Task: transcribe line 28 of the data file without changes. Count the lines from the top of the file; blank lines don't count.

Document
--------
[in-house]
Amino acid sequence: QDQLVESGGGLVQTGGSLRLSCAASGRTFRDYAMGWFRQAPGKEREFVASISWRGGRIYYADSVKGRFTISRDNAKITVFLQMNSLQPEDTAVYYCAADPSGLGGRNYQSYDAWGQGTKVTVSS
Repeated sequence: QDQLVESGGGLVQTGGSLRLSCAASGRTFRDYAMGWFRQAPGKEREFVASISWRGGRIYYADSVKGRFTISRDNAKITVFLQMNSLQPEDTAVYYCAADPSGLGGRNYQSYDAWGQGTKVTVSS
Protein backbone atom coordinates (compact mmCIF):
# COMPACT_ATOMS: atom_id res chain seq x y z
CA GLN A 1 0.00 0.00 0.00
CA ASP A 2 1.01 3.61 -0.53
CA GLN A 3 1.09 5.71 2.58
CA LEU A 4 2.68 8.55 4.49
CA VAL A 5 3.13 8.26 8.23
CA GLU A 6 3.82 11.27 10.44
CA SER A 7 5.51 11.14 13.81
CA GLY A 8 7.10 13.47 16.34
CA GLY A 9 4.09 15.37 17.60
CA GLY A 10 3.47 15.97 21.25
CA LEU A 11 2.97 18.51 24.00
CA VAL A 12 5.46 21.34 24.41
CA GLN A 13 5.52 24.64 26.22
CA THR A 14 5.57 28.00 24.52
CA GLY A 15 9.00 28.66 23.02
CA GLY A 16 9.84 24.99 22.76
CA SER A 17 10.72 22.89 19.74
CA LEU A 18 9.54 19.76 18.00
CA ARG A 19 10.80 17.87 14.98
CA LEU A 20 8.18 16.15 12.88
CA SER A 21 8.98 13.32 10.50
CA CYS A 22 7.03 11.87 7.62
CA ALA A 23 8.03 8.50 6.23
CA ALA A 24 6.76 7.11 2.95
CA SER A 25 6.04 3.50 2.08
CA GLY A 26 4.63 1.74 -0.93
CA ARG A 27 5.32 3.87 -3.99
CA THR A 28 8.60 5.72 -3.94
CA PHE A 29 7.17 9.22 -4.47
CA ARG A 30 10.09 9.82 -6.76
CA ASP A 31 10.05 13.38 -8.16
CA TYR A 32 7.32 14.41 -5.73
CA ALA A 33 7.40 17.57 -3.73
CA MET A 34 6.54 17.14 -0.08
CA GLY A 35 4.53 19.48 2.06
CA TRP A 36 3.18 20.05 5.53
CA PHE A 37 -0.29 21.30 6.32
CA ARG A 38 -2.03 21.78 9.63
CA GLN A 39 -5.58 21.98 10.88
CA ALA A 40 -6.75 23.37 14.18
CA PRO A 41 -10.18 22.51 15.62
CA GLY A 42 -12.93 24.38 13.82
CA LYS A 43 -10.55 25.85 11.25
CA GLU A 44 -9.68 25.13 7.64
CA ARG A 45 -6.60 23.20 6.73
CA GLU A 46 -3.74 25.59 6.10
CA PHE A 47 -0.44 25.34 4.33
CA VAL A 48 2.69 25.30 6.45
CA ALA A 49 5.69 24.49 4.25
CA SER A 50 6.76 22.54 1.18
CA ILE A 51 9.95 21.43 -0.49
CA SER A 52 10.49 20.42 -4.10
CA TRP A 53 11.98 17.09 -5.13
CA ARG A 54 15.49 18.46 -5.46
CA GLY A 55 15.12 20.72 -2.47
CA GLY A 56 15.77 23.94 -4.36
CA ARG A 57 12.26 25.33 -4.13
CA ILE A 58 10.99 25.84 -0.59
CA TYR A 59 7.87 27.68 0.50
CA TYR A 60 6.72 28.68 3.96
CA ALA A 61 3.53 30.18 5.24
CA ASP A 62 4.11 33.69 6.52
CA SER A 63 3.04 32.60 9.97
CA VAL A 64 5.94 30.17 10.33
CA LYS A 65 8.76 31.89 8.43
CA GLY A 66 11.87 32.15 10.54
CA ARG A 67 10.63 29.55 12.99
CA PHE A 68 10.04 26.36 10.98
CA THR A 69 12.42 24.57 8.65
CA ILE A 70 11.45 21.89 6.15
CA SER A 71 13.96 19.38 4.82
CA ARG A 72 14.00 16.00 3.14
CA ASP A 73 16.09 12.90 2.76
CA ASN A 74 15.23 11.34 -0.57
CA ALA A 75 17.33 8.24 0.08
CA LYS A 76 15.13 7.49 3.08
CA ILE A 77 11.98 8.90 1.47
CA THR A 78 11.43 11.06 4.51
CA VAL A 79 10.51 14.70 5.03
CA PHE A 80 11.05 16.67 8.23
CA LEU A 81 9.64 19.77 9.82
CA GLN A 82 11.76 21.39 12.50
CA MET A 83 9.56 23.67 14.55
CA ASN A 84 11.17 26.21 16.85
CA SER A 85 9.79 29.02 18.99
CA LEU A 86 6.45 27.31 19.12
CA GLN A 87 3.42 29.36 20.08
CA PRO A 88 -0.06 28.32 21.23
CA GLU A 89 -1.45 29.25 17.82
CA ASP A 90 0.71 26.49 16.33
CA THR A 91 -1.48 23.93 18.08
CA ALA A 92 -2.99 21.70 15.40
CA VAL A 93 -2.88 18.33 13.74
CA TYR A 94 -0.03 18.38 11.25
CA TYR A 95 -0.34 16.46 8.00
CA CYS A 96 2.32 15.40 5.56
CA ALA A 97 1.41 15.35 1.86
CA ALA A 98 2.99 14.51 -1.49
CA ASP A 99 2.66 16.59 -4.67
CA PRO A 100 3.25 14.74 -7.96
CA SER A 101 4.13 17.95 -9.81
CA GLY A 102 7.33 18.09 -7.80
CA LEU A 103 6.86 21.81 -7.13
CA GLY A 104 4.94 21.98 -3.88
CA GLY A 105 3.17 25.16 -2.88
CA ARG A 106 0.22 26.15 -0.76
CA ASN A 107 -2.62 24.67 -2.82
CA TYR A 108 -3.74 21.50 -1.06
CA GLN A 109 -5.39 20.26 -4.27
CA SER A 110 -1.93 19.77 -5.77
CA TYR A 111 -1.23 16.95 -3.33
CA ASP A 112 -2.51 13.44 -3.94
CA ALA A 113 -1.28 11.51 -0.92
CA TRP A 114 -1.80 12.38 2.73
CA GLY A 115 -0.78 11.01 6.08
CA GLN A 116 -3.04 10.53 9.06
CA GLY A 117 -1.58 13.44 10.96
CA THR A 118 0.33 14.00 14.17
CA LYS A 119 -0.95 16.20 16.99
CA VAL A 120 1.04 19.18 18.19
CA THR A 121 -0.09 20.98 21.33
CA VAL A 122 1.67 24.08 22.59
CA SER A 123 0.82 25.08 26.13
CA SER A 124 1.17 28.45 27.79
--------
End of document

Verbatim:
CA ALA A 23 8.03 8.50 6.23